My bosses used to both love – and hate – how I could come up with an elegant solution (which usually wouldn’t cost them a lot of money) fixing the ROOT of the problem versus adding some machine downstream to correct the problems as they were occurring.

On the other hand, some folks didn’t appreciate it when I derived that they themselves were the problem.  Especially when they were the boss (or had given the directives – or spent the money on something) that caused the problem to begin with.

Cutting to the ‘why’ in welfare and motivations during human interactions is also no problem some of the time.  People have hated me for that thing.  I’m a brutally honest man – engineering or a human ‘equation’ – I “tell it like it is” – unvarnished, with no glimmer or glitter on it: facts speak for themselves – unlike people some of the time – and truth doesn’t lie – but people will hide it . . .

I wonder . . .

It’s an OAA kind of thing . . .

(and Hobbler? If you’re out there reading this . . . here’s the ticket:

A person can consider themselves an ‘over-analyzer’ when they find themselves analyzing why they analyze so much . . . (wry grimace) – and analyzing that as well!  LOL.


About jeffssong

JW is an adult childhood abuse survivor with DID*. He grew up in a violent family devoid of love and affection. He is a military brat and veteran. He no longer struggles with that past. In 1976 JW began writing "The Boy". It took 34 years to complete. It is currently on Kindle ( ), or if you prefer hard copy, on Amazon ( JW resides somewhere in the deep South. He is disabled and living with family. Note: Please feel free to take what you need; all is free to all. With that in mind, keep it that way to others. Thank you. We have 3 Blogs - One for our younger days, 0-10 (The Little Shop of Horrors); one for our Teen Alter and his 'friends' (also alters) with a lot of poetry; and finally "my" own, the Song of Life (current events and things)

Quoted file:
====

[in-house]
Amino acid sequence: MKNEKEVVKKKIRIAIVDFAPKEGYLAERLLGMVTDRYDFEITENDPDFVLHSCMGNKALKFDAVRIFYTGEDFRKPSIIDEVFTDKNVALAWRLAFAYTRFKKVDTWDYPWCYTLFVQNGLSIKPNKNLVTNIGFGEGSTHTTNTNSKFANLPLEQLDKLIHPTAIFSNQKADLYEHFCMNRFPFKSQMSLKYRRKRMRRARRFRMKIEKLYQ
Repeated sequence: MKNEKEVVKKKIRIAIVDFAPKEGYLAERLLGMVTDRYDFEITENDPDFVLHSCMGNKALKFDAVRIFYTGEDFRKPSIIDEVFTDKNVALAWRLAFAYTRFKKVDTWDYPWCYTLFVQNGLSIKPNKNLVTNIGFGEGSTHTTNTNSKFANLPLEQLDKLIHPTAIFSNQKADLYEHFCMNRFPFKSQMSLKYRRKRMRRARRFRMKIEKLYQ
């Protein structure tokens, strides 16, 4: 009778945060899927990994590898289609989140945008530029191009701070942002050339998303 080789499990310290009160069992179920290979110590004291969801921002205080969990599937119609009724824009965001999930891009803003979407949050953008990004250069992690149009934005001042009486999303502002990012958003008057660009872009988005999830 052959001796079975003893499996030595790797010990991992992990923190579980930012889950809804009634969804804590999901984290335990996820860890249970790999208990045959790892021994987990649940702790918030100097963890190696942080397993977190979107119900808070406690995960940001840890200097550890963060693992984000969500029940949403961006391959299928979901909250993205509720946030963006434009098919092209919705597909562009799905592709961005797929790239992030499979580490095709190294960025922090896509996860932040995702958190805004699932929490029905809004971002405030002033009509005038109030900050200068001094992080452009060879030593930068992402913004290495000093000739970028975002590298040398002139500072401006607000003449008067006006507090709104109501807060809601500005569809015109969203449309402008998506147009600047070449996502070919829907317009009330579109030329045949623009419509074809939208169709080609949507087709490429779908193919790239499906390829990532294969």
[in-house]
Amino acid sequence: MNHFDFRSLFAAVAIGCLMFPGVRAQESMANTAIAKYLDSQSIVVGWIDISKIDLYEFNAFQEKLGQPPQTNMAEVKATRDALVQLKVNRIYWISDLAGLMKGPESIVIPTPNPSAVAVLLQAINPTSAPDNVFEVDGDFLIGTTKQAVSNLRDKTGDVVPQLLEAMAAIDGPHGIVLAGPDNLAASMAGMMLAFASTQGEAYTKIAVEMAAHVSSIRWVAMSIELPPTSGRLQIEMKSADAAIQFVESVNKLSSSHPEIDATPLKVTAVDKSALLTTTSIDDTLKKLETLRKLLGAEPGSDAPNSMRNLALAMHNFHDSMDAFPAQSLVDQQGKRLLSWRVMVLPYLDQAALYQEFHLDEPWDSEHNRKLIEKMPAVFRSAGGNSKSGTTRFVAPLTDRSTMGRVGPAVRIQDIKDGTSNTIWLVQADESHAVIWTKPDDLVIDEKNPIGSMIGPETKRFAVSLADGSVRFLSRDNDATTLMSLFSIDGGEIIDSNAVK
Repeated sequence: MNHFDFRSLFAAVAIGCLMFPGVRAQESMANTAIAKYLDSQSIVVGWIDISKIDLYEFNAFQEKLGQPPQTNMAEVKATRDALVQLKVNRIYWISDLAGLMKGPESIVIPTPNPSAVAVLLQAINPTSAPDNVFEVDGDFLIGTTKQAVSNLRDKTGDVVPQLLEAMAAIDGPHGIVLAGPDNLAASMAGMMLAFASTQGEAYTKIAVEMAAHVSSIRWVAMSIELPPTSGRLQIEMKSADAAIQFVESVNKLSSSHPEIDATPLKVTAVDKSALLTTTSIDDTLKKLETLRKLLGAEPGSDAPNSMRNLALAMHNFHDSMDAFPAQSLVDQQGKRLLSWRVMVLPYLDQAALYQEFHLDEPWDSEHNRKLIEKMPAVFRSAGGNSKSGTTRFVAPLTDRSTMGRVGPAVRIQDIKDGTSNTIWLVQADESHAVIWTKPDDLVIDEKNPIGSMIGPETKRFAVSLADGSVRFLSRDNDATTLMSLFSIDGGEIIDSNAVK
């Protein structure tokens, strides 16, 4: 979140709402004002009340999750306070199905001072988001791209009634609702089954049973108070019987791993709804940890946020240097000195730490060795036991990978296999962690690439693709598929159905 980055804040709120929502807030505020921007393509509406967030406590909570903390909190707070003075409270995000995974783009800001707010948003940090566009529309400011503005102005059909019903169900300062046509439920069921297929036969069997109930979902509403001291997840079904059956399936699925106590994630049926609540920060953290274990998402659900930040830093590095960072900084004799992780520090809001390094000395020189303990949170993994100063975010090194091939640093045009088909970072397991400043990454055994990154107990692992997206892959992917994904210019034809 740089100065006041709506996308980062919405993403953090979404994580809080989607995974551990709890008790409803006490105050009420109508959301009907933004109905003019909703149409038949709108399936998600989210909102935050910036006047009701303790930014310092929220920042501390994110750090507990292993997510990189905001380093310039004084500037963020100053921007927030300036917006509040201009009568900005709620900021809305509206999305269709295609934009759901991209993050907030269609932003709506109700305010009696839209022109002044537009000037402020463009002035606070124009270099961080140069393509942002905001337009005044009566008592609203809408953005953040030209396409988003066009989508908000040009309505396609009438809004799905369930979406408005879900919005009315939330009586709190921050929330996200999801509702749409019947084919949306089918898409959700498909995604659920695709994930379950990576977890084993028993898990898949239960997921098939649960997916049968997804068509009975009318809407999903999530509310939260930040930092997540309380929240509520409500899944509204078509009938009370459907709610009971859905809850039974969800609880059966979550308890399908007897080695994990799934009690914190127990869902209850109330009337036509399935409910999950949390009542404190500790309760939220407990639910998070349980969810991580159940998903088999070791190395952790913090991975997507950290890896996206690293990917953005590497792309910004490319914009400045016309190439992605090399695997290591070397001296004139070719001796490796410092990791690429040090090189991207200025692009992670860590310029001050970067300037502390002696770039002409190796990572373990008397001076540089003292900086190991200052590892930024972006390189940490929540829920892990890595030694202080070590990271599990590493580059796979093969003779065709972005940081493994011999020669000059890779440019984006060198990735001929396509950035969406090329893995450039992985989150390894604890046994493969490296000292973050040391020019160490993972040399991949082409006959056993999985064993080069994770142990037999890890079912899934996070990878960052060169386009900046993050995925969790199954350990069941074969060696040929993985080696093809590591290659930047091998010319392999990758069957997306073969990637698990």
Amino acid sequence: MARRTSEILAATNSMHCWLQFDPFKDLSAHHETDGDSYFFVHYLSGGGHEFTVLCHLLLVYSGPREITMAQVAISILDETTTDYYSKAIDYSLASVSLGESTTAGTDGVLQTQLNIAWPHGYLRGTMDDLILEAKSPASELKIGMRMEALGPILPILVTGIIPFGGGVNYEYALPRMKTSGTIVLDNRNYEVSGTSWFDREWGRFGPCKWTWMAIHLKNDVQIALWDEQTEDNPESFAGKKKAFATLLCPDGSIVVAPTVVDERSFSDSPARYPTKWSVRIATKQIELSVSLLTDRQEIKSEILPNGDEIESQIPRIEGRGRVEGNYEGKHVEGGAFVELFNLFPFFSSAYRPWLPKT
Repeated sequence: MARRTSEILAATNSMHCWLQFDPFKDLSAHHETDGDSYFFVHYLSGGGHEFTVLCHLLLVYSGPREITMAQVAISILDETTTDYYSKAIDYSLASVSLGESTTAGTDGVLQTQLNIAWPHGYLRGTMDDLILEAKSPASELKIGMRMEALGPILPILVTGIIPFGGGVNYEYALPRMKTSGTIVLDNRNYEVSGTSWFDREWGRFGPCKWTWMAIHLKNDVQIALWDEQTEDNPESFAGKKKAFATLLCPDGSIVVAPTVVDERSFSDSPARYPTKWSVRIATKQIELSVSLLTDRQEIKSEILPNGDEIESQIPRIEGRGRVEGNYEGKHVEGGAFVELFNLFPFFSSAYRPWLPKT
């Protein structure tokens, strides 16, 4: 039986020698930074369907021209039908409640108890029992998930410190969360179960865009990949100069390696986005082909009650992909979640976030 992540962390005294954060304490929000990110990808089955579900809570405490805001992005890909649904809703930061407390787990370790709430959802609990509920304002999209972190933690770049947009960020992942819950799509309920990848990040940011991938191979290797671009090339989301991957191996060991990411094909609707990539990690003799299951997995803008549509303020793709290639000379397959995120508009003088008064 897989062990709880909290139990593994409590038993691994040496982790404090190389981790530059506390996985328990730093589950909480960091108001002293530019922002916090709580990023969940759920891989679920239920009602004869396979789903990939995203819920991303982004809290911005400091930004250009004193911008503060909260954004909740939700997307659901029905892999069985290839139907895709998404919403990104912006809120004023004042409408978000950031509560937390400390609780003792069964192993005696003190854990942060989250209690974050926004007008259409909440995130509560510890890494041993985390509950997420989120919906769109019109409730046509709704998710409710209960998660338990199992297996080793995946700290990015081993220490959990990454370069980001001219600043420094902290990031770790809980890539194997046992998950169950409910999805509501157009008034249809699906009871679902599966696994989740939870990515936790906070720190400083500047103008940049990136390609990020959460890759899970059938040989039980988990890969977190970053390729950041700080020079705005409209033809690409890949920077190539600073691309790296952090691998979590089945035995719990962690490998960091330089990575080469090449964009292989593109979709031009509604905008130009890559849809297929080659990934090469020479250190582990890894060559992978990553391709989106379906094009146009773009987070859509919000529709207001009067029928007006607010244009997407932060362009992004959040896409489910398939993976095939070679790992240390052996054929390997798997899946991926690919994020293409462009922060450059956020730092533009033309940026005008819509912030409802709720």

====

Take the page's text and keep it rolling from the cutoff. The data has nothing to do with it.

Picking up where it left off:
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7 Responses to The O.A.A. Club

  1. The Hobbler says:

    Of course I’m reading Jeff. Words are my porn. 😉 I’m not feeling very well, so I’m not responding to a lot of the comments, but I just wanted to let you know I’m out here. Just quiet tonight, and I love your way of finding whether or not you are an overanalyzer. I know I have overanalyzed overanalyzing. 😉


    • jeffssong says:

      Sorry to hear the ‘stuff’ is kicking up for ya. I’ve been curious about your prognosis, but realize for MS it’s probably pretty dim – so I won’t ask. But feel free to share if you ever want to. And – lol! – I’m not one of those folks who get impatient or insistent upon a reply. The internet doesn’t rule my life, either, LOL!!

      You take care of yourself – and know that I do understand. I was complaining to my doc about the “running stitch” that’s been in my side for the past . . . what, 8 years? and getting worse – and he just grimly grinned and told me: it’s only going to get worse. To which I told him: you told me that twenty years ago (I see him every month, LOL) – and when is he going to quit “practicing” medicine and get around to actually DOING it? LOL. But yeah – I got a bit of inward grief knowing that what you are going through is so much worse. Good days and bad ones, huh. Well . . . I’m always good for an understanding hug (albeit a long distance one) if you need it . . . and try to be happy while ignoring the pain :/


  2. I over-analyzed about every multiple choice test I ever took and pretty much sucked at them because of the OA. Ugh.


    • jeffssong says:

      I analyzed ‘how’ to take multiple choice tests after doing badly on a score of them (in my opinion, anyway – I missed a few answers) – did some reading, and found that you are supposed to go with “first instinct” – which turned out rather well. LOL! The problem is that while knowing better, I still want to go back and change my answers!


  3. Michael says:

    When someone tells me I think to much I say “It is not as hard for me as it is for you.”